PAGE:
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Eric Paddon

WQXR Radio-June 10, 1965 Program on Fair

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From June 10, 1965 the weekly interview program "Observation Point" on WQXR (known primarily as the city's classical music station) hosted by Duncan MacDonald discusses the Fair.    There's a brief interview with Princess Christina of Sweden during her Fair visit and also interviews with Carl Fox - art curator for People to People's World Fiesta, Joseph Curan - manager of the Swedish Sky Ride, and Martin Stone - director of the industrial section of the World's Fair.

https://www.wnyc.org/story/interviews-from-attendees-at-the-1965-worlds-fair/

This can't be downloaded direct but it can be recorded through live stream playback.

 

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I wonder what those bells were at about 15:39 in.

NPR still sounds like NPR.

 

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I searched for a bio of Duncan MacDonald but was unsuccessful. 

4 hours ago, sunguar said:

I wonder what those bells were at about 15:39 in.

NPR still sounds like NPR.

 

If they were near IBM as described, the bells probably were the Coca Cola Carillon.

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There was no NPR in 1965.

What a wonderful discovery. It its a true piece of history.  It surprises me that Duncan  MacDonald appears to be unaware of basic Fair information.  She does not know hours of operation, when fireworks were displayed and even questioned whether the towers at NYS were observation platforms.  And it's interesting these interviews took place in June of 1965.  By then the Fair's fate was sealed.  It needed all of positive publicity it could get in 1964.  WINS became all news in April of 1964 but WCBS did not adopt the all news format until 1967.  WQXR was a classical music station so the idea of regular and thorough radio reporting on the  Fair and its daily events was not common. 

I'm not certain how to quite say this but Duncan MacDonald had a quality that conveyed the urban, elite, elegant side of life in NYC in the 1960s. Her interviews included musicians, politicians, artists, architects, inventors.  In fact, she interviews Buckminster Fuller at the time of his creation of the USA Dome at Expo 67.  She catered to an interested, educated and somewhat elite audience.  I can picture her lunching at The Russian Tea Room, Dining at 21 and enjoying cocktails at the Top of The Fair. Her work would have made a good segway into what would become WNYC, New York's NPR station.

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12 hours ago, waynebretl said:

If they were near IBM as described, the bells probably were the Coca Cola Carillon.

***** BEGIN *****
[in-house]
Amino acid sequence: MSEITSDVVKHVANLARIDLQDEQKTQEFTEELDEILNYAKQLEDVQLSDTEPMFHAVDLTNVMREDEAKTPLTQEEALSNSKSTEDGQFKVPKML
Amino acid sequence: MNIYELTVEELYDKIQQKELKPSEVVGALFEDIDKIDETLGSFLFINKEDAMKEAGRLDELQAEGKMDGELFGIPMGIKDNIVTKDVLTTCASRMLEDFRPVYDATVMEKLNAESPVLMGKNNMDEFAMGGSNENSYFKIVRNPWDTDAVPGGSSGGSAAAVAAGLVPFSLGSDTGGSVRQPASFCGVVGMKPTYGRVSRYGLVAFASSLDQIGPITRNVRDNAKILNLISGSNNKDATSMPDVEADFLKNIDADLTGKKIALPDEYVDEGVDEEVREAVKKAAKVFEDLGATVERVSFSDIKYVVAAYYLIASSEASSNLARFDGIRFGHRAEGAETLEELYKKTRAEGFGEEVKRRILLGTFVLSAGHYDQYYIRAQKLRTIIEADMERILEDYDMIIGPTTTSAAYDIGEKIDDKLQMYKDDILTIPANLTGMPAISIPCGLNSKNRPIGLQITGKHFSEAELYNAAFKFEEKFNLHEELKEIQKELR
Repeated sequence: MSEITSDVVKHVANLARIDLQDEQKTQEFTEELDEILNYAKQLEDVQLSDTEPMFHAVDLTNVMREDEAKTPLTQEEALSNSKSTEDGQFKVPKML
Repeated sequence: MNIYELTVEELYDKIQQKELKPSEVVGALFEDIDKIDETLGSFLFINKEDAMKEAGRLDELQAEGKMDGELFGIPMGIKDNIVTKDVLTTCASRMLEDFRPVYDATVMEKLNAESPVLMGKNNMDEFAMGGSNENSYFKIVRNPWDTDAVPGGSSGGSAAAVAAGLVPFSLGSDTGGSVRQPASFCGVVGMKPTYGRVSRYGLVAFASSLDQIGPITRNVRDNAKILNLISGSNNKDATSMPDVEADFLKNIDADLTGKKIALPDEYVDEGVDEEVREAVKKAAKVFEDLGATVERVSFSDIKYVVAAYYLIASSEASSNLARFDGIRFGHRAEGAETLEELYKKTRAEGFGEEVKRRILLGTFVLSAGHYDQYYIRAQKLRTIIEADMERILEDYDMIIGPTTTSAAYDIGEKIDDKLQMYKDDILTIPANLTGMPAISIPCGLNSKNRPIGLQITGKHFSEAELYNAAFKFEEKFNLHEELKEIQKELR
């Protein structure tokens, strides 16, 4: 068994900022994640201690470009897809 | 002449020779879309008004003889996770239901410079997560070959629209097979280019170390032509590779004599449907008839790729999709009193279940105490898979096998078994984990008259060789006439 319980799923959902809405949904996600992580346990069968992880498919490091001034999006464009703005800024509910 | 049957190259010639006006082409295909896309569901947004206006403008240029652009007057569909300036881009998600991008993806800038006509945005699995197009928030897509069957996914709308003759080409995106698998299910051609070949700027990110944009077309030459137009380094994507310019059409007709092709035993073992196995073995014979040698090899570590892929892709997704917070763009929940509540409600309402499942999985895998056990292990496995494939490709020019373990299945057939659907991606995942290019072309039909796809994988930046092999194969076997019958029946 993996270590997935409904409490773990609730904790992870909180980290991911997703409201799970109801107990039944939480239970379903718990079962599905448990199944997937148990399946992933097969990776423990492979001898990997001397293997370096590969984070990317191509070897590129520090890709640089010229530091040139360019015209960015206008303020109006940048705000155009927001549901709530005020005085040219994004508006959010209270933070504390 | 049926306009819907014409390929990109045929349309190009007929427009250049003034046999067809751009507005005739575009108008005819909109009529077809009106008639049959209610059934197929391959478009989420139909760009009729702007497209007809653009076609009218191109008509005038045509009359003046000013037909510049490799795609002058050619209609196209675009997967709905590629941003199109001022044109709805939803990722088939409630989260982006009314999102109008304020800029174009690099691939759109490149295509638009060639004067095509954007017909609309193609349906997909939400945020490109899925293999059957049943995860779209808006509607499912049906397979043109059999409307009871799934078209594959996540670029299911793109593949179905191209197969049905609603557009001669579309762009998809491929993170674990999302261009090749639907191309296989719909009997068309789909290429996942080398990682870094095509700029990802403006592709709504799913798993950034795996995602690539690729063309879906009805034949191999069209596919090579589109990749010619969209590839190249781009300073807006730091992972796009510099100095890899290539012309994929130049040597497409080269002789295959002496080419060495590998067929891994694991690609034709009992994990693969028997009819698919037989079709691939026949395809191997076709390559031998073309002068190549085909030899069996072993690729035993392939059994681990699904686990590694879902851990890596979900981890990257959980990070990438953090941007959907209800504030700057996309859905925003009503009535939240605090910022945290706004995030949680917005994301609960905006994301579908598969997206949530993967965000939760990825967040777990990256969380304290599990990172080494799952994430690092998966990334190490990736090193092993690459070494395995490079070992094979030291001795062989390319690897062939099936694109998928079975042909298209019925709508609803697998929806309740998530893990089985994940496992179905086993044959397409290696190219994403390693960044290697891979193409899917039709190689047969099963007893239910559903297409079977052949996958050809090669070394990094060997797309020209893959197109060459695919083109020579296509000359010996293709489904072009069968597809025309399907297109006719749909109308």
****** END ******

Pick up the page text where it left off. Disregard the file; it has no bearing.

That was my first thought, but it is unusually brief.

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BTW, the typo "Swedish Sky Ride" was the error on the WNYC site since I was pasting from there.    I should have corrected it for them!

The WNYC site also has posted in the past the 1967 ceremonies of Robert Moses rededicating the park area after demolition and clean-up was concluded.

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I have often wondered about a comment I stumbled over inn this interview.  I think Joseph Curan states that there will not be another fair like the NYWF "at least in our lifetime."  

I've never quite known what to make of this sort of comment.  Life magazines made the same statement  although three hundred miles north another exposition was rising in Montreal.  In 1965, nobody really expected Expo to be the incredible success became.  

More likely. Mr. Curan was speaking of the future of world's fairs in the US and/or the lavish spending by the corporate world.  The 1965 NYWF was already a financial disaster as he spoke and that would frighten future fair plans in US cities.  Maybe he was correct but he did not envision future fairs with far more international flavor in Canada, Japan, China or anywhere else.  

Perhaps nobody did.

 

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Sounds more like "see it while it's still here" sort of hype to me.

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I was trying to piece together what I heard in her accent. Texas is definitely part of it (partially reminds me of Lady Bird Johnson), but there seem to be other influences too, maybe bits of the "mid-Atlantic" accent that was taught in elite New York circles and to 1940s movie actors. 

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She mentions Radcliffe. I suspect that influenced her accent if she indeed was a student there.

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